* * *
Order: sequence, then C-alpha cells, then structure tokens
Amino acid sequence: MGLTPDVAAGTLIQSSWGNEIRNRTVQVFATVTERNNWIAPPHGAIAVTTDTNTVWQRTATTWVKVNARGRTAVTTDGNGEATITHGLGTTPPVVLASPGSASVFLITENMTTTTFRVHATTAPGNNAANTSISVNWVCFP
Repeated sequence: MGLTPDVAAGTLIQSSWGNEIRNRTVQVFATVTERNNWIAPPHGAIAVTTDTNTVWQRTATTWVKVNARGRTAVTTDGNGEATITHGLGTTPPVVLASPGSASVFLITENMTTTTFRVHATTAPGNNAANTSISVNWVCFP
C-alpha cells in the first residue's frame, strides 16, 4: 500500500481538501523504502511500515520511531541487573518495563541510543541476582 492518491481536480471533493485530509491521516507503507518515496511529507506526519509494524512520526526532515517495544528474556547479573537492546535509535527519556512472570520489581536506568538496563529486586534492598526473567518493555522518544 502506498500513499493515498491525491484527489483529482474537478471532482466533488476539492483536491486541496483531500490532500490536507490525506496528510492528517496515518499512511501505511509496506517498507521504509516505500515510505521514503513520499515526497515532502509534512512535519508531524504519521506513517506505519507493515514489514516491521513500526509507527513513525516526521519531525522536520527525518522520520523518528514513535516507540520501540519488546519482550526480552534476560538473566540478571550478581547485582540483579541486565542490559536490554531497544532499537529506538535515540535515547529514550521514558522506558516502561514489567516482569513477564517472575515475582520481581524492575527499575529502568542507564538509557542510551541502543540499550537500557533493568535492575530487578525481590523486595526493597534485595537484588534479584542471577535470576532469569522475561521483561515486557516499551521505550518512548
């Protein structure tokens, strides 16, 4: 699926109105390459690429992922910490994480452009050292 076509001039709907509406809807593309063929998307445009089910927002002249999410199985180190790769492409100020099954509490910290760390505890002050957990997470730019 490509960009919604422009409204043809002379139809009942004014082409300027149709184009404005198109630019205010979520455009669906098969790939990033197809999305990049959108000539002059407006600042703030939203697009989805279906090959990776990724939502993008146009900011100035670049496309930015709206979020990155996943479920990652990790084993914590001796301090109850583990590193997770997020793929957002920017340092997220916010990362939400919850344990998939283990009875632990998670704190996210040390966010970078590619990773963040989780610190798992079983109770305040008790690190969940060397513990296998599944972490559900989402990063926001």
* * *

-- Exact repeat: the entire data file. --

Order: sequence, then C-alpha cells, then structure tokens
Amino acid sequence: MGLTPDVAAGTLIQSSWGNEIRNRTVQVFATVTERNNWIAPPHGAIAVTTDTNTVWQRTATTWVKVNARGRTAVTTDGNGEATITHGLGTTPPVVLASPGSASVFLITENMTTTTFRVHATTAPGNNAANTSISVNWVCFP
Repeated sequence: MGLTPDVAAGTLIQSSWGNEIRNRTVQVFATVTERNNWIAPPHGAIAVTTDTNTVWQRTATTWVKVNARGRTAVTTDGNGEATITHGLGTTPPVVLASPGSASVFLITENMTTTTFRVHATTAPGNNAANTSISVNWVCFP
C-alpha cells in the first residue's frame, strides 16, 4: 500500500481538501523504502511500515520511531541487573518495563541510543541476582 492518491481536480471533493485530509491521516507503507518515496511529507506526519509494524512520526526532515517495544528474556547479573537492546535509535527519556512472570520489581536506568538496563529486586534492598526473567518493555522518544 502506498500513499493515498491525491484527489483529482474537478471532482466533488476539492483536491486541496483531500490532500490536507490525506496528510492528517496515518499512511501505511509496506517498507521504509516505500515510505521514503513520499515526497515532502509534512512535519508531524504519521506513517506505519507493515514489514516491521513500526509507527513513525516526521519531525522536520527525518522520520523518528514513535516507540520501540519488546519482550526480552534476560538473566540478571550478581547485582540483579541486565542490559536490554531497544532499537529506538535515540535515547529514550521514558522506558516502561514489567516482569513477564517472575515475582520481581524492575527499575529502568542507564538509557542510551541502543540499550537500557533493568535492575530487578525481590523486595526493597534485595537484588534479584542471577535470576532469569522475561521483561515486557516499551521505550518512548
């Protein structure tokens, strides 16, 4: 699926109105390459690429992922910490994480452009050292 076509001039709907509406809807593309063929998307445009089910927002002249999410199985180190790769492409100020099954509490910290760390505890002050957990997470730019 490509960009919604422009409204043809002379139809009942004014082409300027149709184009404005198109630019205010979520455009669906098969790939990033197809999305990049959108000539002059407006600042703030939203697009989805279906090959990776990724939502993008146009900011100035670049496309930015709206979020990155996943479920990652990790084993914590001796301090109850583990590193997770997020793929957002920017340092997220916010990362939400919850344990998939283990009875632990998670704190996210040390966010970078590619990773963040989780610190798992079983109770305040008790690190969940060397513990296998599944972490559900989402990063926001």